In plain-er language, it’s signing off on spending from the last financial year.

This bill is introduced (which is normal) and then has its first reading and second reading without debate (not normal).

It also isn’t referred to a select committee after its first reading because the select committees have already spent months doing their bit, examining the financial reports of various entities like the New Zealand Police, the Ministry of Health, and Inland Revenue (called annual reviews).

Those reports are compiled into a couple of volumes and are used for the next stage in the House.

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Photo: VNP / Daniela Maoate-Cox

Step two: debate time (finally)

The committee stage of this bill is commonly called the Annual Review Debate and it’s the only debate on this bill in the House.

Its purpose is for MPs to debate the Government’s financial position and the previous year’s performance of departments, ministries, crown entities, agencies etc.

Opposition MPs will try to show the Government is doing poorly and how they'd do a better job, while governing party MPs may talk about how well they're doing despite past-government's actions.

It’s a ten-hour-long debate which is divided into the following sections:

  • Economic Development and Infrastructure Sector

  • Education Sector

  • Environment Sector

  • External Sector

  • Finance and Government Administration Sector (includes debate on the Government's annual financial statements)

  • Health Sector

  • Justice Sector

  • Māori, Other Populations and Cultural Sector

  • Primary Sector

  • Social Development and Housing Sector

The debate on each section is lead off by the chair of a relevant committee, with responsible Ministers allowed multiple speeches; other members can make two speeches per section with a five minute limit on each speech.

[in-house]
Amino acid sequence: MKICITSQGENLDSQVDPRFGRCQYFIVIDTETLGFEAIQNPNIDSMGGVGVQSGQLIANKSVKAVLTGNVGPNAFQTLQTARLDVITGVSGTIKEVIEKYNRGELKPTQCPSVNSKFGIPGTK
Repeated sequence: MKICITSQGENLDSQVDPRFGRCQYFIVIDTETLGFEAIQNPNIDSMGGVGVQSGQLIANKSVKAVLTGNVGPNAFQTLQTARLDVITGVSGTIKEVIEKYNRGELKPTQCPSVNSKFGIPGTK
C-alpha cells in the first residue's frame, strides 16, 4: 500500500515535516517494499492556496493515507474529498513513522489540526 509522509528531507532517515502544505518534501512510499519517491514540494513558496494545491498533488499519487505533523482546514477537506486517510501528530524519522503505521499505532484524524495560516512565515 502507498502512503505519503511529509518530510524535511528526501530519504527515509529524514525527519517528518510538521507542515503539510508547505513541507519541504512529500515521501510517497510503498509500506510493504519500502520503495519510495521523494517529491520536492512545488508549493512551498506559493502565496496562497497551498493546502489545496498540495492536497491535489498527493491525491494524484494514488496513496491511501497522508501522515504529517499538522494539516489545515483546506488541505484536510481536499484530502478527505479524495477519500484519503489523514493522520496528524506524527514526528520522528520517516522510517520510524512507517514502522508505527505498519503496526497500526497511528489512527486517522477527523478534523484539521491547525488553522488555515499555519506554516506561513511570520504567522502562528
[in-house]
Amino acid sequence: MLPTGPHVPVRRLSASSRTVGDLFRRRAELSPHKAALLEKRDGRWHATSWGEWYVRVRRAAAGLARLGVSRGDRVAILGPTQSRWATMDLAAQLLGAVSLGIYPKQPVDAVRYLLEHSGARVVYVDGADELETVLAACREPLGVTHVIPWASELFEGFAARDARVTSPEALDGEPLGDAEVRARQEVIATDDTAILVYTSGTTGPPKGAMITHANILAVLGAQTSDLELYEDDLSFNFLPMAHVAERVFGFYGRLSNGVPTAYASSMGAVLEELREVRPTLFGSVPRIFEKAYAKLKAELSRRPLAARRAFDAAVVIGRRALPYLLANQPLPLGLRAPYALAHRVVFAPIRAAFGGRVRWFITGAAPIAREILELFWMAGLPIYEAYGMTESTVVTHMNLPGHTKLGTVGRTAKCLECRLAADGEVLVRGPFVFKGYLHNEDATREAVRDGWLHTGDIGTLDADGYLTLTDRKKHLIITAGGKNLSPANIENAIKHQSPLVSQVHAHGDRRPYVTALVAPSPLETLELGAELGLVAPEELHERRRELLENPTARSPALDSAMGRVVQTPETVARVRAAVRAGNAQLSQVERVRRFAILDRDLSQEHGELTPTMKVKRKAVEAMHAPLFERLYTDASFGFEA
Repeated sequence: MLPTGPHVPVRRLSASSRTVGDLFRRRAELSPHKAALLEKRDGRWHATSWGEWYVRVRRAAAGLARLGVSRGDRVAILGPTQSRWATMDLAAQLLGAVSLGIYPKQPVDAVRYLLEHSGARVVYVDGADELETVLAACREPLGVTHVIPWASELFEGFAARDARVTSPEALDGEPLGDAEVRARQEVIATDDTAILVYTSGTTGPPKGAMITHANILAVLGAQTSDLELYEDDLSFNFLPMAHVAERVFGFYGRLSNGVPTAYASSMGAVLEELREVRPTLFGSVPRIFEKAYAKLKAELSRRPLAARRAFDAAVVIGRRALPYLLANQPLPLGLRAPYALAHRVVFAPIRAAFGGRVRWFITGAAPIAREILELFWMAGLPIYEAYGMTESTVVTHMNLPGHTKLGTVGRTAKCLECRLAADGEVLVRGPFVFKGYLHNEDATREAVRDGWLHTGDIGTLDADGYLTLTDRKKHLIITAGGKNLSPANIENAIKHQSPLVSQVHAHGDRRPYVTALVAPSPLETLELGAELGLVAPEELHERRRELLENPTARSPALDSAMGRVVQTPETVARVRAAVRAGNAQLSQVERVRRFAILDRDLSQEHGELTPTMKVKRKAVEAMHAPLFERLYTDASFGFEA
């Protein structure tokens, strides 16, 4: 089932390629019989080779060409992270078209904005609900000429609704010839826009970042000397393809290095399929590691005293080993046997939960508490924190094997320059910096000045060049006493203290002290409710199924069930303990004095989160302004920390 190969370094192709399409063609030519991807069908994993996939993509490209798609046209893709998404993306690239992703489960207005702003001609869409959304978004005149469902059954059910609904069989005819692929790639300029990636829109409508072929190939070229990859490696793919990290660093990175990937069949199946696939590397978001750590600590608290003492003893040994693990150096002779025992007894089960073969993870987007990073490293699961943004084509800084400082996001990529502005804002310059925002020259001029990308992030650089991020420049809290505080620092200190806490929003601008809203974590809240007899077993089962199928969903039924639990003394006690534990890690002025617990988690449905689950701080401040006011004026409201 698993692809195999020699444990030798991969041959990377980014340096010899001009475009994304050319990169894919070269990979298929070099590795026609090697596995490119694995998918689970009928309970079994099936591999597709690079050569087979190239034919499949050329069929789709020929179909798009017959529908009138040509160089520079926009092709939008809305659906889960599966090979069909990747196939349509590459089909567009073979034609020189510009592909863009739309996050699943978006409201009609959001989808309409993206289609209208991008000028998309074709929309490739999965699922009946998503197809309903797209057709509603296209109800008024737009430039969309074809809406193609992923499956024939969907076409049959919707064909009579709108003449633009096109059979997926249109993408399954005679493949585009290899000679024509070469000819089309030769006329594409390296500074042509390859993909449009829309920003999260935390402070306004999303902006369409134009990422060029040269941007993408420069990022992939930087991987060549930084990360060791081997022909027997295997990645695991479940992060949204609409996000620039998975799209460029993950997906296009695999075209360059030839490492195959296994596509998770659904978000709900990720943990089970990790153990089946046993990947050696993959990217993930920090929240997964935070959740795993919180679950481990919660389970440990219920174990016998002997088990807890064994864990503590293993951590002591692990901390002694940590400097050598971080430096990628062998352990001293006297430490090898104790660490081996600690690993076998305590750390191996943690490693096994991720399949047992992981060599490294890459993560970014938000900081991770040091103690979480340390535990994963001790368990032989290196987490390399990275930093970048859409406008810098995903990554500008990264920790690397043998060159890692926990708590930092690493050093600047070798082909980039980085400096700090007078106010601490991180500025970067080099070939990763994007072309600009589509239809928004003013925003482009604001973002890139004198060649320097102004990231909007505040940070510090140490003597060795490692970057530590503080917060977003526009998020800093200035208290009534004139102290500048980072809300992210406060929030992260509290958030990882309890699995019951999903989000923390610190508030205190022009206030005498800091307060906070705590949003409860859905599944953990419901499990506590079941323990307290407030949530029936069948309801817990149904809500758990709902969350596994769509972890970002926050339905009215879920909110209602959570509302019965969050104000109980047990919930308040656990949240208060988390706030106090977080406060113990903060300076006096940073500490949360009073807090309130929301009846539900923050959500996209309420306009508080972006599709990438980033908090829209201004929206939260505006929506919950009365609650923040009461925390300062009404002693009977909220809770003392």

Speeches are referred to as ‘calls’ and are divvied up amongst the parties like this: National 51; Labour 42; NZ First 8; Green Party 7; ACT Party 1; Jamie-Lee Ross 1.

Step three: report back

One question (to be voted on) is eventually put to the MPs on whether or not the ten hour chat over the last few days should be accepted.

The Speaker comes back to the House, the mace goes back on top of the table, and the chair of the Committee of the Whole House tells the Speaker they’re done talking about it and the Bill can go on to the next stage.

The Table in Parliament where the mace sits and documents and amendments are lodged

The mace on the table indicates the House is in session. It's put under the table when the Committee of the Whole House is underway (when the Speaker's Chair is also empty). Photo: VNP / Phil Smith

One last thing

The last thing to do isn’t actually part of the Annual Review Debate but the bill does have to be read a third time before it can be sent to the Governor General for royal assent.

Like the other readings, this is also done without debate - and that’s it for money talk until the 2019 budget comes out on May 30.